The Global Legal Post – US M&A deals top $1.5 trillion

The US M&A market delivered another year of strong performance in 2018, and M&A executives are optimistic about 2019, according to a new report.

The American Lawyer – Jones Day Holds an Edge as Firms Double Down on Brand Strategy

“We’ve seen law firms really start to take a more strategic approach to how they care about their brand and make sure that brand strategy is aligned with their growth strategy overall,” she said. “They’re understanding that the two go hand-in-hand.”

Legal Mosaic Legal Business Consulting – The Paul Weiss Class of 2018: A Broader View of Big Law Partnership and Priorities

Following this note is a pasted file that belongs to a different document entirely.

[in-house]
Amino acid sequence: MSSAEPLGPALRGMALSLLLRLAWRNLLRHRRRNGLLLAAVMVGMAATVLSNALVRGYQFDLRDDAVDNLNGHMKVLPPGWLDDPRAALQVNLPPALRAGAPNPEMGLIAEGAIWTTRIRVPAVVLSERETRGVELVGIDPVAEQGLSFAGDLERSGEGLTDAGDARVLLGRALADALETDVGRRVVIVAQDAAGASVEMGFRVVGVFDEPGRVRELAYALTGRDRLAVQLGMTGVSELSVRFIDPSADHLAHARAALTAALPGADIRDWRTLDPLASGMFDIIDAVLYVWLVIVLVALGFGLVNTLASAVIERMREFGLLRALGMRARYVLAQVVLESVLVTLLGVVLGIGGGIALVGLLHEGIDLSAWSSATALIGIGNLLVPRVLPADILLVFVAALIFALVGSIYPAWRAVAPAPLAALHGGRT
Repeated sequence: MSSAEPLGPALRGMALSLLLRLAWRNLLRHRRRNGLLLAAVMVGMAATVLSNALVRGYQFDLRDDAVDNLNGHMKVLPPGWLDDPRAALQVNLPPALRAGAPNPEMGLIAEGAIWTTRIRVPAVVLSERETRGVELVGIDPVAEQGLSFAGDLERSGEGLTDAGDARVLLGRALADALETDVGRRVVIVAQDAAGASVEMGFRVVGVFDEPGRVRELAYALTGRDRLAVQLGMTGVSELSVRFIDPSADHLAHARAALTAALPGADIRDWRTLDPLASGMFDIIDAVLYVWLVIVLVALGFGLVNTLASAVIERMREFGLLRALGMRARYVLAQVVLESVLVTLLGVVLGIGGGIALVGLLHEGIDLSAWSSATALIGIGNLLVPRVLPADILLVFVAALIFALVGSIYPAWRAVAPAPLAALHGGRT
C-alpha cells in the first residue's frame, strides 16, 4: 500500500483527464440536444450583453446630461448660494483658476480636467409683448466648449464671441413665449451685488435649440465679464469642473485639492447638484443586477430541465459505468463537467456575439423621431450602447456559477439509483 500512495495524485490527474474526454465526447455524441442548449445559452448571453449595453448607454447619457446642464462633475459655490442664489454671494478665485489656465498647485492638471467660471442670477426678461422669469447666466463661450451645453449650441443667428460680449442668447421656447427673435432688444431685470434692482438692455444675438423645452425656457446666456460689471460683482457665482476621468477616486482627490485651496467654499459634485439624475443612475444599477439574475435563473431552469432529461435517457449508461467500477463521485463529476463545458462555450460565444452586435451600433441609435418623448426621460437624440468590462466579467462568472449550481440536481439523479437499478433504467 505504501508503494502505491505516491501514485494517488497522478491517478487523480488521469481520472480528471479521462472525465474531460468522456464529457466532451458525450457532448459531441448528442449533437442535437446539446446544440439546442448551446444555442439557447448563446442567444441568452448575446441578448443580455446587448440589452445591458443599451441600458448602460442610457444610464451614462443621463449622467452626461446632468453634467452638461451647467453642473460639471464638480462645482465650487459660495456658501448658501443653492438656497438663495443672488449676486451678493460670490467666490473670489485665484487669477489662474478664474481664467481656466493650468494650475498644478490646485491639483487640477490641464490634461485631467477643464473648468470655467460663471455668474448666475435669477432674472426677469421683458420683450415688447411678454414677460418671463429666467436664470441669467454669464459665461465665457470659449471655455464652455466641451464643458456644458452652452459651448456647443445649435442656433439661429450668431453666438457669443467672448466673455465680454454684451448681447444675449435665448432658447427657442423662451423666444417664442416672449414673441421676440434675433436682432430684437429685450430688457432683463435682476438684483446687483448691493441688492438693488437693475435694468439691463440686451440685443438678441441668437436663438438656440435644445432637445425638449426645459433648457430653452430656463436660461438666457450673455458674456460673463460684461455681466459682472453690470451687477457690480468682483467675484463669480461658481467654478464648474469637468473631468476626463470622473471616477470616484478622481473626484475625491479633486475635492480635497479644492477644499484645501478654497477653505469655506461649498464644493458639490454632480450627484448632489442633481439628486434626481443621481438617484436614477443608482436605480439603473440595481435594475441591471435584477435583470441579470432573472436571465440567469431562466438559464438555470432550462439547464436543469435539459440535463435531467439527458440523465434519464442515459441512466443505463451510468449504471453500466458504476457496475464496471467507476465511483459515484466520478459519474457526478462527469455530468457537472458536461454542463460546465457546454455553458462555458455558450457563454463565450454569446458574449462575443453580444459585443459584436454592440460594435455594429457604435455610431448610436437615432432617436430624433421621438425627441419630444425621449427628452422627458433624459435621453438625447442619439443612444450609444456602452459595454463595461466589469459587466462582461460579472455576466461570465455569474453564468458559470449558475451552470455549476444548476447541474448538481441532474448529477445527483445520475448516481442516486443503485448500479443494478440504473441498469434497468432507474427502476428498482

There are several reasons why big law culture remains largely intact, notwithstanding cosmetic efforts that suggest change. The explanations include: (1) firms have long operated as restricted clubs with self-selecting membership and partnership criteria; (2) self-regulation and protectionist rules designed to prevent competition from “non-lawyers have perpetuated an insular, homogeneous culture; (3) a closed market where, until recently, firms had a virtual monopoly of legal talent—the only expertise firms traditionally sold– and could dictate terms of engagement to clients; (4) decentralized management structures that fostered autonomous partner fiefdoms; (5) profit-per-partner (PPP)  is the law firm Holy Grail, and all other firm initiatives—including cultural reforms—take a back seat; (6) partners have had little impetus to alter things— law remains “berry, berry good” to them; (7) clients have yet to “punish” firms for their culture; they rationalize sticking with them for risk mitigation, relationship, cost of moving,and other reasons; and (8) innovation of any type is stultified by the traditional partnership model that offers no financial incentive for greying partners—usually the firm’s key stakeholders—to “leave money on the table,” reinvest, and take a long-term view. Law firm culture will not fundamentally change so long as PPP is robust and legal buyers continue to engage firms whose cultures are inimical to their own.